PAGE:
The Federal Reserve’s March 20th policy update led many investors to speculate that not only was the Fed pausing on any further interest rate increases, but their next move was more likely to be lowering rates rather than raising them. This view, in conjunction with the decision to end Quantitative Tightening (QT) at the end of September, has resulted in a quarter percentage point decrease in long-term yields. This shift has produced an inversion in the yield curve where the interest rate on 3-month Treasury bills is now higher than the rate on 10-year Treasury bonds.
A yield curve inversion is viewed as a precursor to a recession. Market participants have typically looked at the spread between 2-year and 10-year Treasuries as the primary indicator of a yield curve inversion. To date, the spread between the 2-year and 10-year bonds remains just above zero, although the current inversion between the 3-month and 10-year may be a precursor.
The chart below shows the historical interest rate spread between 2-year and 10-year Treasuries. A spread below zero indicates an inversion in the yield curve. The vertical gray bars highlight recessions. The chart depicts how the recessions experienced since 1976 have all been preceded by a yield curve inversion, but often the inversion happens a year or more before the recession actually occurs.
Source: FRED Economic Database, Federal Reserve Bank of St. Louis
While an inversion in the current yield curve may be an ominous sign of what’s on the horizon, there are many elements of the current economic climate that are unique or even unprecedented. First, U.S. interest rates remain higher than other developed geographies, such as Europe, where interest rates are negative. The desperate search for yield has led some international investors toward U.S. Treasury bonds as they offer comparably better yields and limited risk. This demand leads to higher prices, and since rates move inversely to price, results in a lower yield.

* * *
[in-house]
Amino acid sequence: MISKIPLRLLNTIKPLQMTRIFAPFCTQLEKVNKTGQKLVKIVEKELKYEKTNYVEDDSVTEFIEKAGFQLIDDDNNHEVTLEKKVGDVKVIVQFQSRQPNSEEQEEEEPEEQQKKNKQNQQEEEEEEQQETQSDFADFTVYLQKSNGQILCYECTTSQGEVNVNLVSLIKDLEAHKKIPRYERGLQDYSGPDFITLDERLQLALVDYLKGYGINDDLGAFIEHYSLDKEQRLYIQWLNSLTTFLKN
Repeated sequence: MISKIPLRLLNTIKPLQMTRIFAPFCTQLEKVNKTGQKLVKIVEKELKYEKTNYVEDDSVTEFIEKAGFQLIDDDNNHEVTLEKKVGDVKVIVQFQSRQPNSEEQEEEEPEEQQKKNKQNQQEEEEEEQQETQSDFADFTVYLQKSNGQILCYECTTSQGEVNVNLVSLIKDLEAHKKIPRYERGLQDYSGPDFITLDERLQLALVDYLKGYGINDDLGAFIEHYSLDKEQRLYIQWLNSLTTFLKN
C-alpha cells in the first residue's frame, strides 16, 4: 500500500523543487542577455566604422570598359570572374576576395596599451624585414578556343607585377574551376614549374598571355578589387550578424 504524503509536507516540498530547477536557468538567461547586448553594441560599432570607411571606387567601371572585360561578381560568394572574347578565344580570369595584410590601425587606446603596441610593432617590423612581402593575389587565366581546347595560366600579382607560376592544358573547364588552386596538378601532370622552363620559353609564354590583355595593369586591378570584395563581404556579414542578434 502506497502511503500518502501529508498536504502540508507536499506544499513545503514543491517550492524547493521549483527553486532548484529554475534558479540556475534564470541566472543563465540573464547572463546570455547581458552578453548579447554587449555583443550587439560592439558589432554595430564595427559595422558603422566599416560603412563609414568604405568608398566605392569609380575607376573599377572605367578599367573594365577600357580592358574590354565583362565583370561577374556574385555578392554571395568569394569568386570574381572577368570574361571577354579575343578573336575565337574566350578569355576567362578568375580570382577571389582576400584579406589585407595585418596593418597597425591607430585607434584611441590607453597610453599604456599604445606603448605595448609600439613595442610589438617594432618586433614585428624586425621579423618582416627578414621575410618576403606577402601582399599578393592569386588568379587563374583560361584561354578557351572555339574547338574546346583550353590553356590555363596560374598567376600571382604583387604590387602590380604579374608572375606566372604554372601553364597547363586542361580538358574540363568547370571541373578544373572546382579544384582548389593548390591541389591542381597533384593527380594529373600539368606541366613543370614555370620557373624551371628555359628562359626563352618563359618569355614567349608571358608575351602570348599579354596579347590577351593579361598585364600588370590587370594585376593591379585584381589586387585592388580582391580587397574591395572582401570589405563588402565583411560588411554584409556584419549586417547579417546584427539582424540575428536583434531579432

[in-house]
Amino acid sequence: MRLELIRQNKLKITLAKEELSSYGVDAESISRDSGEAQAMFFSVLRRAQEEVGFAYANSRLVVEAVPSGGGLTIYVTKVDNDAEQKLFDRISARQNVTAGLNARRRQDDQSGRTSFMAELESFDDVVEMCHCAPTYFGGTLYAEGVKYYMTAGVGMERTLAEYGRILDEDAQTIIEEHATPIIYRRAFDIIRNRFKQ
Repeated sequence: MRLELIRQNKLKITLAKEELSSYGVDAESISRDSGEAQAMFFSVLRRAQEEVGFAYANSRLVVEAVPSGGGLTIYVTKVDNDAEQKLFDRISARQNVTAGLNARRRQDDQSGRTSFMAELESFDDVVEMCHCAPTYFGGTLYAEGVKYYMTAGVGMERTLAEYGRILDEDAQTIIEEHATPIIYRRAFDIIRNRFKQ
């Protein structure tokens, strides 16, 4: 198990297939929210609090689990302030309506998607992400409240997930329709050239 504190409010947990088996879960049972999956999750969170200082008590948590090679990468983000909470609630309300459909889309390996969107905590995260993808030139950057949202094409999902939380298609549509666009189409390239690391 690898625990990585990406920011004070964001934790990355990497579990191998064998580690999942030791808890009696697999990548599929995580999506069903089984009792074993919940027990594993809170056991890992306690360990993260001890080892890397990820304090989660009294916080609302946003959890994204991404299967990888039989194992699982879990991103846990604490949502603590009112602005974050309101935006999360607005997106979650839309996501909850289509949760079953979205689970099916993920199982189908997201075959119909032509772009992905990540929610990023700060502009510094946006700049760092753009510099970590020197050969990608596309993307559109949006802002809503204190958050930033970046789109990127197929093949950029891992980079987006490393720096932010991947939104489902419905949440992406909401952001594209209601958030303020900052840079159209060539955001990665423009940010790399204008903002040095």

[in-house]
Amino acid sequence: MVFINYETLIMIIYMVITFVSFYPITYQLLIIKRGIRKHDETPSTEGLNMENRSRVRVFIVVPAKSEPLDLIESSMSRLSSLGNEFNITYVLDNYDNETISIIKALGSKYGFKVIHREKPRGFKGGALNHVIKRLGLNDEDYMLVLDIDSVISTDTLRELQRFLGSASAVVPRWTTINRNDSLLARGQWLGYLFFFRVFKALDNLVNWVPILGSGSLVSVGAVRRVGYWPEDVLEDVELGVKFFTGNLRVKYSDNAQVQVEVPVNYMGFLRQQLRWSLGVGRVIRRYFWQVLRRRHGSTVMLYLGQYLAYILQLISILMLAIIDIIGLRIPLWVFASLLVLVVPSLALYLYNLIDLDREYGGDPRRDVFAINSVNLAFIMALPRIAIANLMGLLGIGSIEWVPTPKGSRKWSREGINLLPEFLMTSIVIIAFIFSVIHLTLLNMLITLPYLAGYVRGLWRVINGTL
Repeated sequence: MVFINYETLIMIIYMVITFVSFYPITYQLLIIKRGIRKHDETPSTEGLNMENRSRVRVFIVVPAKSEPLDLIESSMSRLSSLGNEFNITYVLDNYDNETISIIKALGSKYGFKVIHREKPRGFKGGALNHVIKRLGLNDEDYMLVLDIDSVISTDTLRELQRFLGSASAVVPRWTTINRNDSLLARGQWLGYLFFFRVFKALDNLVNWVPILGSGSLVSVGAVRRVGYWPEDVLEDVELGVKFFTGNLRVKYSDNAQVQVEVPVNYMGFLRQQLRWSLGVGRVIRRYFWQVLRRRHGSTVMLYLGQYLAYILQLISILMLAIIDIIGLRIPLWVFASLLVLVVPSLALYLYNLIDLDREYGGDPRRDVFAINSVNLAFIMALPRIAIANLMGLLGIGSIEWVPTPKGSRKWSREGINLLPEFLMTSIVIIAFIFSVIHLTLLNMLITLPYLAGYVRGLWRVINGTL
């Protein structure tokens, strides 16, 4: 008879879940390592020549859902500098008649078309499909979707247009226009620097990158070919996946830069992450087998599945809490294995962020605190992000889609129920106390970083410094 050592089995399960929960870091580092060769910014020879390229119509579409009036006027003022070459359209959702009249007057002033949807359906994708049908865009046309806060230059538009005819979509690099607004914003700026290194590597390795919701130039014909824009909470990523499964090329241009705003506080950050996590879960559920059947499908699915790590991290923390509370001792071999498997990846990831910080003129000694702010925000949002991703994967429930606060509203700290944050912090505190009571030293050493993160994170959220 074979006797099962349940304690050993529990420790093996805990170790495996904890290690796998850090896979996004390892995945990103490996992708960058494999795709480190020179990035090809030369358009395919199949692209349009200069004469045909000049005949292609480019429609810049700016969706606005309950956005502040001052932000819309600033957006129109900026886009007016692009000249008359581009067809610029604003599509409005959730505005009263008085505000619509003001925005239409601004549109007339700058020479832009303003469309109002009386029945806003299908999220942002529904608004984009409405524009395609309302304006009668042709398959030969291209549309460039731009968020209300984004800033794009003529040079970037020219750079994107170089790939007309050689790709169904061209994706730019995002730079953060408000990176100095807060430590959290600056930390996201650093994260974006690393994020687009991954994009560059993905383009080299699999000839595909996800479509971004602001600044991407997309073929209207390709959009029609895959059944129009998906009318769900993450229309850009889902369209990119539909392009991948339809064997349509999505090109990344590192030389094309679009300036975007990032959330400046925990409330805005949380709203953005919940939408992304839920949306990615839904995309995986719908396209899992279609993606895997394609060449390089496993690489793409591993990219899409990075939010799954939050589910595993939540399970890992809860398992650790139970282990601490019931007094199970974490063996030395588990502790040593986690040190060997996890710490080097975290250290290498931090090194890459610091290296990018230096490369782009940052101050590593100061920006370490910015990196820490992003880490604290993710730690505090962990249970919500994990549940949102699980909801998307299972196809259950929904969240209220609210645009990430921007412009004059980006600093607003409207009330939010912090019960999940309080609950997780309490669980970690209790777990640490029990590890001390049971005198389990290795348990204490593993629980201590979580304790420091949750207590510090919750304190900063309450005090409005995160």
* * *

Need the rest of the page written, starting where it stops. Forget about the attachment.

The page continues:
Second, the Federal Reserve’s deployment of quantitative easing has impacted the supply/demand dynamics of the Treasury market. Initially, the Fed purchased a significant amount of bonds. This demand led to higher prices and pressured yields. As this tactic shifted to quantitative tightening, the absence of the Federal Reserve in the market led to Treasury prices slowly drifting lower, resulting in slightly higher yields. As the Fed ends QT, it is unclear how this may impact the Treasury market going forward.
Lastly, the Fed appears to be more attentive to market indicators than it may have under past Fed Chairman. For example, in December, the Fed raised rates by a quarter percent, but the subsequent market selloff may have led to the Fed’s shift toward a more dovish stance. Speaking recently regarding the yield curve inversion, Dallas Fed President Robert Kaplan was quoted in the Wall Street Journal stating, “If an inversion goes on for several months…then it’s a different kettle of fish”. Therefore, a yield curve inversion could be short lived if the Fed is more open to considering market indicators as an input into its policy decisions.
The inversion in the yield curve should be viewed by investors as a sign of caution. Historically it has been a reliable indicator that a recession is on the horizon. However, one can convincingly argue that there are several considerations where it might just be different this time. We believe now is a time for investors to be pragmatic in recognizing we may be entering a market environment of greater uncertainty and higher volatility. Volatility often leads to greater long-term opportunities in the market, but it’s never enjoyable when you go through it. Therefore, now is the time for investors to ensure their portfolios reflect their true risk tolerance.